In some cases, they may try to form connections with your friends, family, and even start stealing your ideas. In these cases, the situation may seem like the other person is trying to steal your identity. Overall such copycat behavior can range from mild to extreme forms. So, unless it starts to affect your life, it can be harmless and possibly someone trying to flatter you and trying to be your friend.
Reasons for copycat behavior
There can be many reasons why a person imitates someone else. Most of them are positive but we shall discuss reasons where copycat behavior goes to an extreme. These include:
- A person is envious of someone else, their success, and overall life. They want to understand the secret behind it, so they copy them in order to achieve the same level of success.
- Copycat behavior may come from a place of low self-esteem. People who are insecure in themselves may believe that others are better than them and trust their judgment and manner of approaching life more. It could be that they dislike who they are and feel like they can escape if they start acting like someone else.
- Another reason for copycat behavior may come from obsession. This can come to extremes and become dangerous. For example, stalking, obsession with celebrities, etc.
How to cope with a copycat
There are various strategies one can try to cope with a copycat. These include the following:
- Announce your ideas. If you are worried your ideas will be stolen. Keep the initial planning of ideas to yourself and, announce it to others when you are ready, to prevent them from being copied
- Communicate with the copycat directly. It could be that there is some level of misunderstanding. Have an open discussion with them about how you have noticed uncanny similarities. Ask them what their intent is and how this makes you feel. There is a high chance, once it is out in the open, the behavior would most probably decrease.
- Pay compliments to the copycat that are unique to them. Make them feel like they are worthy by themselves and do not need to rely on others to be unique.
- Do not get too emotionally invested and aggravated when you see someone copy you. It is understandable when someone feels frustrated due to it but many times if you keep your calm and ignore it, such situations die down with the passage of time. Reacting emotionally would not help in resolving matters. If the situation continues, you may try the above-suggested strategies.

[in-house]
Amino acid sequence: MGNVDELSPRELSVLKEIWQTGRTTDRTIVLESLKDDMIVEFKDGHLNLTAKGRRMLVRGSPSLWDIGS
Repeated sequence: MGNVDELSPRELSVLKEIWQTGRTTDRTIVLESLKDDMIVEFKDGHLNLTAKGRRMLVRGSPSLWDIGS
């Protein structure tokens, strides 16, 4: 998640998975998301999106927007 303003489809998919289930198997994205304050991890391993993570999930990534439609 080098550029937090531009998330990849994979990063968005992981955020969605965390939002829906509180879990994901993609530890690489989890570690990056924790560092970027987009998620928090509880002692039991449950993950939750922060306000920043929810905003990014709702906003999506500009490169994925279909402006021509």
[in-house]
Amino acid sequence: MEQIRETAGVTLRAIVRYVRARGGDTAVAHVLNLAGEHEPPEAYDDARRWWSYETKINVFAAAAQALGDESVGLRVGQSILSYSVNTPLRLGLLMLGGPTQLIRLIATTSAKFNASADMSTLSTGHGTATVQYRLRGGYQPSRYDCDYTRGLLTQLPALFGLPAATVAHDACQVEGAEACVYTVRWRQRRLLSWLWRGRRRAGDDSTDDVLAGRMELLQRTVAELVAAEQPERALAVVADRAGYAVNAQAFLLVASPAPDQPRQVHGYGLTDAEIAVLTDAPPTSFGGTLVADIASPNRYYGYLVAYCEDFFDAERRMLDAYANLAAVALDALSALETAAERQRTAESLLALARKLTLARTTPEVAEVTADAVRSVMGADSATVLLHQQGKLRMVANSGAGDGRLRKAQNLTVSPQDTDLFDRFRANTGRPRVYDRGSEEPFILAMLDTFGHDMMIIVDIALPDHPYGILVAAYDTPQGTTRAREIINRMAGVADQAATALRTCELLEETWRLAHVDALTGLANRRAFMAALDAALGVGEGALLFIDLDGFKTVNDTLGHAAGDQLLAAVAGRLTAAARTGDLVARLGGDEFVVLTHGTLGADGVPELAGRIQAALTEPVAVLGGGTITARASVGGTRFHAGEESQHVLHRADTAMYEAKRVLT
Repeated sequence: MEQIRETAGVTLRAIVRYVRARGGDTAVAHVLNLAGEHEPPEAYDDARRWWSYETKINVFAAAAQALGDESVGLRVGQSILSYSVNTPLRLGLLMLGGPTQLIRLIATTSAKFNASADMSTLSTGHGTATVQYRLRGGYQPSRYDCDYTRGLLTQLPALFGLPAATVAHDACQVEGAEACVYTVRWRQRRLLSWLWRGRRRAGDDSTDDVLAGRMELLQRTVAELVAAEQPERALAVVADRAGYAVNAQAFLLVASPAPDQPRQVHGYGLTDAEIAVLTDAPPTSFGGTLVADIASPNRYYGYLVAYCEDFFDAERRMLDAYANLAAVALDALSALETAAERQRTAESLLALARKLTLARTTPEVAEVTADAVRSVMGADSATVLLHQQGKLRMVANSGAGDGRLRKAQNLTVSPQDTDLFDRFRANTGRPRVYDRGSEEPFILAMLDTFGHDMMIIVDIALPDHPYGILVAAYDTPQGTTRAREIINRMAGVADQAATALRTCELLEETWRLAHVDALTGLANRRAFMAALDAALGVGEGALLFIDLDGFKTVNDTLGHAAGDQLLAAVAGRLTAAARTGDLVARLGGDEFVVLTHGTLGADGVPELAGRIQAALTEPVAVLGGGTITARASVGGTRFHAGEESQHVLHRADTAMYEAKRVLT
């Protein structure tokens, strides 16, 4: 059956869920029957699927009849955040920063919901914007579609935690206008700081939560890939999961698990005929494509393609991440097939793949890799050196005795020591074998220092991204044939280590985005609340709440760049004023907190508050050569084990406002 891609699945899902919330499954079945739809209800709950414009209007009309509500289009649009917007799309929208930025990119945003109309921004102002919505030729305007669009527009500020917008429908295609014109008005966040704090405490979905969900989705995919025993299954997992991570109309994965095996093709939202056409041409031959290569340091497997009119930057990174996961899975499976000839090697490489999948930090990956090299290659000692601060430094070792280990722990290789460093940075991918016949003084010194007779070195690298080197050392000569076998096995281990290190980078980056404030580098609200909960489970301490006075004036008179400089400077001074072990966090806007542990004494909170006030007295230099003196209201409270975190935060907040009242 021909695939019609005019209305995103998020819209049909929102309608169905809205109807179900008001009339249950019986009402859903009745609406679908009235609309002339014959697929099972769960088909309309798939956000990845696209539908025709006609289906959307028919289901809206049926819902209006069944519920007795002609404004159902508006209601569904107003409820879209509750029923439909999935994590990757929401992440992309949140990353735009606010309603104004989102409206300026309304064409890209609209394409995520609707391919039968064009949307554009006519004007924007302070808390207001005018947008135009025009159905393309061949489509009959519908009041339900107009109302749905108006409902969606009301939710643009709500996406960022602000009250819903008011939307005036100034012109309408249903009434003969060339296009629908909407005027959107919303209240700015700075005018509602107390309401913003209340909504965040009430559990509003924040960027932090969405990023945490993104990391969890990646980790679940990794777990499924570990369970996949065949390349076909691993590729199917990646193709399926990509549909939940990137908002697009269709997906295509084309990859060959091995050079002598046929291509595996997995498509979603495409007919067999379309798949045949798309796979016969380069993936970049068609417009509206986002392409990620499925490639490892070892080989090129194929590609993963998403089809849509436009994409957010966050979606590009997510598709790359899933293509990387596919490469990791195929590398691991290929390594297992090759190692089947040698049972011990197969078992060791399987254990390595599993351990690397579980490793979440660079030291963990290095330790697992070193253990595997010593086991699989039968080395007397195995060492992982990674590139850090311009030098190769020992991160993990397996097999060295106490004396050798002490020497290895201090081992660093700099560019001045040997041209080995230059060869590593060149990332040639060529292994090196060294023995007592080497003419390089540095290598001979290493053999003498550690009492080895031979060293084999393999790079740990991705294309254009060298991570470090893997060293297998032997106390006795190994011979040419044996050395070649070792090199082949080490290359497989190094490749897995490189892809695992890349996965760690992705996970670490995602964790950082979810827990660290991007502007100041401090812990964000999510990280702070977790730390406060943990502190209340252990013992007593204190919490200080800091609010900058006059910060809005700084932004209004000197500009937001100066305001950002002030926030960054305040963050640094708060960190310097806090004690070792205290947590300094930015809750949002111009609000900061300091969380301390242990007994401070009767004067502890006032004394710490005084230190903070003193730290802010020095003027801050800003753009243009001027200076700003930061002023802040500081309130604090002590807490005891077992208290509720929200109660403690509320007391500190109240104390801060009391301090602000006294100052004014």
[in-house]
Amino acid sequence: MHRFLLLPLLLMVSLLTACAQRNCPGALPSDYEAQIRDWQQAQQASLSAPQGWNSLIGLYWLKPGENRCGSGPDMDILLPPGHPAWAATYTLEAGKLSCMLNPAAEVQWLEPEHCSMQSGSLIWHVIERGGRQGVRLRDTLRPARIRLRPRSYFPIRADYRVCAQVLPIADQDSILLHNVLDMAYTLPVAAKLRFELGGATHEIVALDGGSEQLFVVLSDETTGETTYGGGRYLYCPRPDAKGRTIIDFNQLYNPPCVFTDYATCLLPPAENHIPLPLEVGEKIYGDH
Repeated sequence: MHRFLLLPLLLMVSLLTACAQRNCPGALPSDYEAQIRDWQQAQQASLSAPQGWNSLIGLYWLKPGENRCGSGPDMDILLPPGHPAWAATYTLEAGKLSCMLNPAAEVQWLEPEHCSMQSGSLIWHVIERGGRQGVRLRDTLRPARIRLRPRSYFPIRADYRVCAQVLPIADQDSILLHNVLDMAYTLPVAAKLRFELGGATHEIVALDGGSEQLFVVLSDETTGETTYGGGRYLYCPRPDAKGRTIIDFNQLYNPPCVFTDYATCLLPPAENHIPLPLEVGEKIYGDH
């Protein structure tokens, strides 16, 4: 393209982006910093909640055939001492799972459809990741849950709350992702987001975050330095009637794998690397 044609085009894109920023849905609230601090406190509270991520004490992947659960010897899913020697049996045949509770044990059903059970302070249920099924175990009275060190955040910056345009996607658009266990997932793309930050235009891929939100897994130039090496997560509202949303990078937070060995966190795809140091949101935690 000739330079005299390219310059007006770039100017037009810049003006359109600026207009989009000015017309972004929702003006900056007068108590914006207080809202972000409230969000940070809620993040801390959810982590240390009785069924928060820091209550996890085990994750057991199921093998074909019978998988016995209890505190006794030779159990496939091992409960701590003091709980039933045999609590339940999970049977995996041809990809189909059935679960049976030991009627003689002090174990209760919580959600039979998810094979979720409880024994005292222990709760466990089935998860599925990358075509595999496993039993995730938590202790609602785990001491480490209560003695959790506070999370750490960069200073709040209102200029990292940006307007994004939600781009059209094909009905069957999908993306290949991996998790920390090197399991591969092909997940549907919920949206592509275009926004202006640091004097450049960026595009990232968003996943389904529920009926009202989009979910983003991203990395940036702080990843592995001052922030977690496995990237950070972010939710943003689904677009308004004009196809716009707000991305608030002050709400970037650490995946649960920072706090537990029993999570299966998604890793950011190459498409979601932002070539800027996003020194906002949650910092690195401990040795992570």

FAQs: Copycat Personality Disorder
What is copycat behavior?
Copycat behavior is when we imitate or copy the behavior of others. It is different from observational learning where we adopt those behaviors that have been rewarded and decrease behaviors that have been punished.
Is copying someone rude?
Copying or imitating someone is usually considered a form of flattery since it gives the idea that you think highly of the person you are trying to imitate. Although being copied can be pleasing for some people but sometimes it can take the form of over-imitation and becomes too much, overwhelming, and difficult to handle.
Is mirroring manipulative?
Yes and No. Mirroring is usually unconscious and done to build rapport or show empathy to another person. It is different from conscious imitation or copying behavior in which mirroring can be manipulative to get personal benefits from another person by getting into their good books.
In this article, we discussed Copycat Personality Disorder. We found that there is no clinical condition of copycat personality disorder nor is there any documentation about the personality profile of copycats. However, imitation and copying behavior does take place in our life on a regular basis within a normal range.
There are different inter-related concepts linked to it including observational learning, imitative learning, mirroring, and echopraxia/echolalia. We described each type and explained situations when such copying behavior goes out of hand, reasons for it, and how to cope with such people.
I hope you found this article interesting. If you have any queries or comments, please state them in the comment section 😊